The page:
Considering local constraints such as, prevailing currents, tide and climate


Offshore drilling has been around for a long time and there are many precautions in place to keep workers safe, protect the environment, and reduce the impact on the sea life.  Though of course there will always be some disruption to the environment when people enter the picture (recreation, development, etc.), but when the offshore drilling regulations are followed, it is kept to a minimum. Recently the oil spill in the Gulf has made many people reconsider the risks and safety of offshore drilling.

There are risks to the environment include the following:
•    Explosions and fire
•    Sonar disrupts communication of some sea life communication
•    The ocean floor
•    Water temperature
•    Oil spills and seepage
•    Faulty pipe lines
•    Drilling rig exhaust
•    Hazard material waste

There are risks to workers as was seen with the explosion on the oil-drilling rig in the Gulf. Explosions, fire, and equipment malfunctions put workers at risk. When precautions and regulations are followed it reduces the risk of injury and death to workers on an oil-drilling rig.
Some feel the risks that are associated with offshore drilling are worth it because it reduces the dependency on foreign oil. The dependency on foreign oil comes with its own risks that are permanent and long lasting.
Some of the regulations that are in place include restricting the use of sonar during times that it can affect the reproduction activities of whales and dolphins that use sonar for navigation in the ocean. Exhaust from oil drilling rigs is restricted. The restrictions are fairly broad to accommodate an emergency when the rigs must run full power for extended periods of time.
The current offshore drilling precautions would be more effective if they were enforced and followed. It is expected that there will be additional regulations and restrictions on offshore drilling due to the results of the recent events in the Gulf of Mexico. It is expected that offshore oil drilling will resume as the push to become less dependent on foreign oil continues. Onshore drilling will most likely increase during the current halt on offshore oil drilling.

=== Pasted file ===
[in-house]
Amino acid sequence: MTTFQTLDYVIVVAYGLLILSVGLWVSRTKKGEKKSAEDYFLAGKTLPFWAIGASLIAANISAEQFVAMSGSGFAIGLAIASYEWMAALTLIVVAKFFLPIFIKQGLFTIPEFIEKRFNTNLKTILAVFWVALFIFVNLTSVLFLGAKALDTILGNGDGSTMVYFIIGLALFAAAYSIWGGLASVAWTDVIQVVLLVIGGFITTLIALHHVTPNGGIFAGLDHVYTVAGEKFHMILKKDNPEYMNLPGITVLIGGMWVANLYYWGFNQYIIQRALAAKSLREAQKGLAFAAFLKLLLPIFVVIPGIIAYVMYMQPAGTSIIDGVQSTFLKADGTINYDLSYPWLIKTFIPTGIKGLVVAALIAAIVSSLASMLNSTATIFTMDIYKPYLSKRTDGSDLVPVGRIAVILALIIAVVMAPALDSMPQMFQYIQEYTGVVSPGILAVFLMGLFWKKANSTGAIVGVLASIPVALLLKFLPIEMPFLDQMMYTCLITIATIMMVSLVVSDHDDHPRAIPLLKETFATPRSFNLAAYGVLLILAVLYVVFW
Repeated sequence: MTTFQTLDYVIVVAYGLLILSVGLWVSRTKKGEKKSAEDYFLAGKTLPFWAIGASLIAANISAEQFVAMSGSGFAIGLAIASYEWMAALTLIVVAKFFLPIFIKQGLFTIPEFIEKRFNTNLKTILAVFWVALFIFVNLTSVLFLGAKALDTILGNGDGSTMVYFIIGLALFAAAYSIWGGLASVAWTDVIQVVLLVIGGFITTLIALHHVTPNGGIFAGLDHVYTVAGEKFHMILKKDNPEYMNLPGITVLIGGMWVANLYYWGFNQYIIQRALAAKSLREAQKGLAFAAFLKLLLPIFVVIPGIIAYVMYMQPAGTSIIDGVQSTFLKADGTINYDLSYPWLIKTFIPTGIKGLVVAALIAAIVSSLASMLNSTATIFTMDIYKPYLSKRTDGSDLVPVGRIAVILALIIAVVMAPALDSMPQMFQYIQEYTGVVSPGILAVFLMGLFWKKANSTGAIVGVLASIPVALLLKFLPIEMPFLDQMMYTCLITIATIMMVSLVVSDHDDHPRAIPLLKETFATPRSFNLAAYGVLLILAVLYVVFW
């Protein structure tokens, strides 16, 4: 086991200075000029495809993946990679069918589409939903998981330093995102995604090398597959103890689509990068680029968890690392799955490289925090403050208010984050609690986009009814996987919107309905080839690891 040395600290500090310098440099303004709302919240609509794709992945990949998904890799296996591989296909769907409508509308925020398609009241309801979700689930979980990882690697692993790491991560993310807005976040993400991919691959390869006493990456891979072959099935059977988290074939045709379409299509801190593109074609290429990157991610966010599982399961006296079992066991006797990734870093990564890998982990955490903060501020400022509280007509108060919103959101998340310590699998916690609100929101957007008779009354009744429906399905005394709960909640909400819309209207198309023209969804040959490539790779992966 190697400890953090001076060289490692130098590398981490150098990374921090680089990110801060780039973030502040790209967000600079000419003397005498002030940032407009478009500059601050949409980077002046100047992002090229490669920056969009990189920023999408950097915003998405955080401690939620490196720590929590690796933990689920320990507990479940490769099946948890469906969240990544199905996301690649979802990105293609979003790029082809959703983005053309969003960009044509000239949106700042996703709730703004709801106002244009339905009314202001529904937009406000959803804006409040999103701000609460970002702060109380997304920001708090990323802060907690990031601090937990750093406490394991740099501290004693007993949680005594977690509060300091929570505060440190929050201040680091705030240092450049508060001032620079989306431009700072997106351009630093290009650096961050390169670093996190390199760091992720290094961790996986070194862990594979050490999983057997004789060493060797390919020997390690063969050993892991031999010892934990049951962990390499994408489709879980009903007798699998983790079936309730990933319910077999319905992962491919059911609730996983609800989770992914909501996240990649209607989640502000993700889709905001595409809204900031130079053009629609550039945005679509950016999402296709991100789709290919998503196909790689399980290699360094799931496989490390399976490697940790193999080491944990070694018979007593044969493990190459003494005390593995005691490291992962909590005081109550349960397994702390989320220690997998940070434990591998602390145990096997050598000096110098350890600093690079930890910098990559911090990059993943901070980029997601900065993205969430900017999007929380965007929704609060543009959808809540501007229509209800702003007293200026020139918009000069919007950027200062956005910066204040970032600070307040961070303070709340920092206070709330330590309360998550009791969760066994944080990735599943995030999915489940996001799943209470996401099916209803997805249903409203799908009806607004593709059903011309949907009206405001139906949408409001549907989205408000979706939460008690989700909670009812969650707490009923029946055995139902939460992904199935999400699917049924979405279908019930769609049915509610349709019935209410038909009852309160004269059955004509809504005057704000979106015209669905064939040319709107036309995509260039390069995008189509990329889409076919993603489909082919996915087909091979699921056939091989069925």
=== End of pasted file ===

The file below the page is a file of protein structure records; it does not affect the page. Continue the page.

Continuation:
Deepwater drilling operations are sensitive to ocean currents due to the length of the
riser and the large top tensions required to support the riser string . If severe

•  Riser installation may be disrupted;
•  Drilling downtime may be incurred;
•  Survival envelopes for drift-off events may be reduced;
•  Fatigue due to Vortex Induced Vibration (VIV) may become excessive

Alternatives to Conventional Deepwater Drilling Risers

Conventional deepwater drilling risers have a number of problems during operations which can seriously hinder efficient working of the risers and drilling of a well. Various factors can result in the riser being retrieved, e.g. failure of seals on the joint flanges, control pod issues in the lower stack and environmental events such as hurricanes and loop currents. The trip times involved in the riser being
retrieved and then redeployed under such conditions run into several days in deepwater.

During recent years, alternatives to conventional deepwater drilling risers have been proposed to address these issues. These also address the problem of 5th generation rig availability.

Free Standing Drilling Riser (FSDR)

A FSDR has the ability to disengage at an interface component, called a Near Surface Disconnect Package (NSDP), located a short distance below the water surface. The lower riser section is left freestanding and held up by a buoyancy can system. This significantly reduces installation and retrieval time, as well as it also allows the rig to park the free-standing riser on a temporary wellhead and move off location for other non-drilling activities. The FSDR, thus, provides a beneficial alternative